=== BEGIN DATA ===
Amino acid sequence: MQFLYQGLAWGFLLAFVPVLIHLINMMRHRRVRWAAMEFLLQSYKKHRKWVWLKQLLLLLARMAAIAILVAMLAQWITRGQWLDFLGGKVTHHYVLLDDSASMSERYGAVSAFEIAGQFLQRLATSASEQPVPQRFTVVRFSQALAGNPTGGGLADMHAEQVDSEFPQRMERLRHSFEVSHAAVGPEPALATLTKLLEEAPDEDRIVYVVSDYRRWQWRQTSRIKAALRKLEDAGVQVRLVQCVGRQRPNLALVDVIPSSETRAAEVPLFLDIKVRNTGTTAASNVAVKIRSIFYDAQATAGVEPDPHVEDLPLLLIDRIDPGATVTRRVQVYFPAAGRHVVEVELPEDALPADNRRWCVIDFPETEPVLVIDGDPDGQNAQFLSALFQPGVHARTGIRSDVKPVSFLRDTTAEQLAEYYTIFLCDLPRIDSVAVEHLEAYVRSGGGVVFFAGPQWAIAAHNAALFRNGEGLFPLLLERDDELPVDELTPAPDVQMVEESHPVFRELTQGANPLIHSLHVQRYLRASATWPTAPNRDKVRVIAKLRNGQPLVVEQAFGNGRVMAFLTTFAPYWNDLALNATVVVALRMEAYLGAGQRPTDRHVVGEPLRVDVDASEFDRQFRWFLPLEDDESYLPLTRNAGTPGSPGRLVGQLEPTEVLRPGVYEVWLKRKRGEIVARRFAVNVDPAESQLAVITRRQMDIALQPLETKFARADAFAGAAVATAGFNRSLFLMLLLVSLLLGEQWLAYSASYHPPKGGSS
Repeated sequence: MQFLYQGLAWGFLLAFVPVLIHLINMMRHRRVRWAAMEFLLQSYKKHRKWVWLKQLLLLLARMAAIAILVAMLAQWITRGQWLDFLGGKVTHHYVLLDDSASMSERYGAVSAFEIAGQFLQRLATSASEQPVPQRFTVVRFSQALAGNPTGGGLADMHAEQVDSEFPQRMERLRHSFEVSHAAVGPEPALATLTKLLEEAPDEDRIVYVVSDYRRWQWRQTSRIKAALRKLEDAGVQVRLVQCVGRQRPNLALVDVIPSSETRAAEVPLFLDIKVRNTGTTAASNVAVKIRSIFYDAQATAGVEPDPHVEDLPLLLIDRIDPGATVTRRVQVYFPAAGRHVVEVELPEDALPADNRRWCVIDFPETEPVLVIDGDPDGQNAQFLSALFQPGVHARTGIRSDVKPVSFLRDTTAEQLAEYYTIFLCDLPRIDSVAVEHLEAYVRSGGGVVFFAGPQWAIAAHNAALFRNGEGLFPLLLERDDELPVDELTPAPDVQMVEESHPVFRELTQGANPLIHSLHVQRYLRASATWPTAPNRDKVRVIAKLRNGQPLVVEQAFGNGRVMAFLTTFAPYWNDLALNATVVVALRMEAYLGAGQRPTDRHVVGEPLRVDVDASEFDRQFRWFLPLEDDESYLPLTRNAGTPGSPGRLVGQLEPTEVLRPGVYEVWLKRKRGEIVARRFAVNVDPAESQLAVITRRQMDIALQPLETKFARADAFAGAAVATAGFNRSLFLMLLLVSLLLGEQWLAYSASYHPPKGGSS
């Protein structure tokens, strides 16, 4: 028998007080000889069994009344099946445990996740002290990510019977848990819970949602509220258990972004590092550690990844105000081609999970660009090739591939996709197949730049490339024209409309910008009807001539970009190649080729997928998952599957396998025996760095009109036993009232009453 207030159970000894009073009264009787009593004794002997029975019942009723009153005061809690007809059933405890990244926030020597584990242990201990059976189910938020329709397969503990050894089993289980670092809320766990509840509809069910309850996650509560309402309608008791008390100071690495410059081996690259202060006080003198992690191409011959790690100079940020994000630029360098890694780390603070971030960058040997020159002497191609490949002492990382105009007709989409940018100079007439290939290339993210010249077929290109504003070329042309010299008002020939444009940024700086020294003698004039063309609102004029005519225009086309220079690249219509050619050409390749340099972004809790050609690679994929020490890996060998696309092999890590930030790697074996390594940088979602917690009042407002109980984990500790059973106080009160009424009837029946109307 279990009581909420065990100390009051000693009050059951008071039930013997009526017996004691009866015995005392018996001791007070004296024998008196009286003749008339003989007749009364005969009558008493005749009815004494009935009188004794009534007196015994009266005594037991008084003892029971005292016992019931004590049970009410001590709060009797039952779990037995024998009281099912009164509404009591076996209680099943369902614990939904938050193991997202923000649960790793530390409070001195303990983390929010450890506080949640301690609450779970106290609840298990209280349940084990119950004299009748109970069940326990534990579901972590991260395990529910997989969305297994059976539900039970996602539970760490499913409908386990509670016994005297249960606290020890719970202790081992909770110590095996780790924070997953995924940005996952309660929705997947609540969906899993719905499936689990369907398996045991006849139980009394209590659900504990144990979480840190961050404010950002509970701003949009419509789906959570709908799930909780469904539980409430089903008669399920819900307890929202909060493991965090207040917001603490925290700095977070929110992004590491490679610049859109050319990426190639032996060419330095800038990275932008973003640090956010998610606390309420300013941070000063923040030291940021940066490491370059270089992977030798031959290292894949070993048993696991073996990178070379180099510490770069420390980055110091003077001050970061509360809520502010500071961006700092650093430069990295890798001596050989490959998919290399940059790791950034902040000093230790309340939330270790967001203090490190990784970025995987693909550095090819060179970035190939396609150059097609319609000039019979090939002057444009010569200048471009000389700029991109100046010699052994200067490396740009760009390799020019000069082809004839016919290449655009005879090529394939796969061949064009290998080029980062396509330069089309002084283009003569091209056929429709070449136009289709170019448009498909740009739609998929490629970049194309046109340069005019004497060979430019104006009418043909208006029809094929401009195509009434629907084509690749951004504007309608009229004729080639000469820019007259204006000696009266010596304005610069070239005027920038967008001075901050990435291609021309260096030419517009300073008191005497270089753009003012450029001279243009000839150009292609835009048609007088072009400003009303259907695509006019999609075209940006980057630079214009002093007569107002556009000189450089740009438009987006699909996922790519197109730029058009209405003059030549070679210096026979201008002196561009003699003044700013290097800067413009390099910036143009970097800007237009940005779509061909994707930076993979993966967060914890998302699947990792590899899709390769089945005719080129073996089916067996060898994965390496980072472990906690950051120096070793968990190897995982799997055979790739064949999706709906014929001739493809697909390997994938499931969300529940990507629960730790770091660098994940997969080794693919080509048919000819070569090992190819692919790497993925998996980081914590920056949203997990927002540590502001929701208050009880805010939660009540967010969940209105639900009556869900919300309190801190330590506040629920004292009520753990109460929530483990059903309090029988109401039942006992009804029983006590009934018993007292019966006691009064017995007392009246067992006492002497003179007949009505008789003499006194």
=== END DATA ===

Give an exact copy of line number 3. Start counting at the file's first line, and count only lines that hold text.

């Protein structure tokens, strides 16, 4: 028998007080000889069994009344099946445990996740002290990510019977848990819970949602509220258990972004590092550690990844105000081609999970660009090739591939996709197949730049490339024209409309910008009807001539970009190649080729997928998952599957396998025996760095009109036993009232009453 207030159970000894009073009264009787009593004794002997029975019942009723009153005061809690007809059933405890990244926030020597584990242990201990059976189910938020329709397969503990050894089993289980670092809320766990509840509809069910309850996650509560309402309608008791008390100071690495410059081996690259202060006080003198992690191409011959790690100079940020994000630029360098890694780390603070971030960058040997020159002497191609490949002492990382105009007709989409940018100079007439290939290339993210010249077929290109504003070329042309010299008002020939444009940024700086020294003698004039063309609102004029005519225009086309220079690249219509050619050409390749340099972004809790050609690679994929020490890996060998696309092999890590930030790697074996390594940088979602917690009042407002109980984990500790059973106080009160009424009837029946109307 279990009581909420065990100390009051000693009050059951008071039930013997009526017996004691009866015995005392018996001791007070004296024998008196009286003749008339003989007749009364005969009558008493005749009815004494009935009188004794009534007196015994009266005594037991008084003892029971005292016992019931004590049970009410001590709060009797039952779990037995024998009281099912009164509404009591076996209680099943369902614990939904938050193991997202923000649960790793530390409070001195303990983390929010450890506080949640301690609450779970106290609840298990209280349940084990119950004299009748109970069940326990534990579901972590991260395990529910997989969305297994059976539900039970996602539970760490499913409908386990509670016994005297249960606290020890719970202790081992909770110590095996780790924070997953995924940005996952309660929705997947609540969906899993719905499936689990369907398996045991006849139980009394209590659900504990144990979480840190961050404010950002509970701003949009419509789906959570709908799930909780469904539980409430089903008669399920819900307890929202909060493991965090207040917001603490925290700095977070929110992004590491490679610049859109050319990426190639032996060419330095800038990275932008973003640090956010998610606390309420300013941070000063923040030291940021940066490491370059270089992977030798031959290292894949070993048993696991073996990178070379180099510490770069420390980055110091003077001050970061509360809520502010500071961006700092650093430069990295890798001596050989490959998919290399940059790791950034902040000093230790309340939330270790967001203090490190990784970025995987693909550095090819060179970035190939396609150059097609319609000039019979090939002057444009010569200048471009000389700029991109100046010699052994200067490396740009760009390799020019000069082809004839016919290449655009005879090529394939796969061949064009290998080029980062396509330069089309002084283009003569091209056929429709070449136009289709170019448009498909740009739609998929490629970049194309046109340069005019004497060979430019104006009418043909208006029809094929401009195509009434629907084509690749951004504007309608009229004729080639000469820019007259204006000696009266010596304005610069070239005027920038967008001075901050990435291609021309260096030419517009300073008191005497270089753009003012450029001279243009000839150009292609835009048609007088072009400003009303259907695509006019999609075209940006980057630079214009002093007569107002556009000189450089740009438009987006699909996922790519197109730029058009209405003059030549070679210096026979201008002196561009003699003044700013290097800067413009390099910036143009970097800007237009940005779509061909994707930076993979993966967060914890998302699947990792590899899709390769089945005719080129073996089916067996060898994965390496980072472990906690950051120096070793968990190897995982799997055979790739064949999706709906014929001739493809697909390997994938499931969300529940990507629960730790770091660098994940997969080794693919080509048919000819070569090992190819692919790497993925998996980081914590920056949203997990927002540590502001929701208050009880805010939660009540967010969940209105639900009556869900919300309190801190330590506040629920004292009520753990109460929530483990059903309090029988109401039942006992009804029983006590009934018993007292019966006691009064017995007392009246067992006492002497003179007949009505008789003499006194």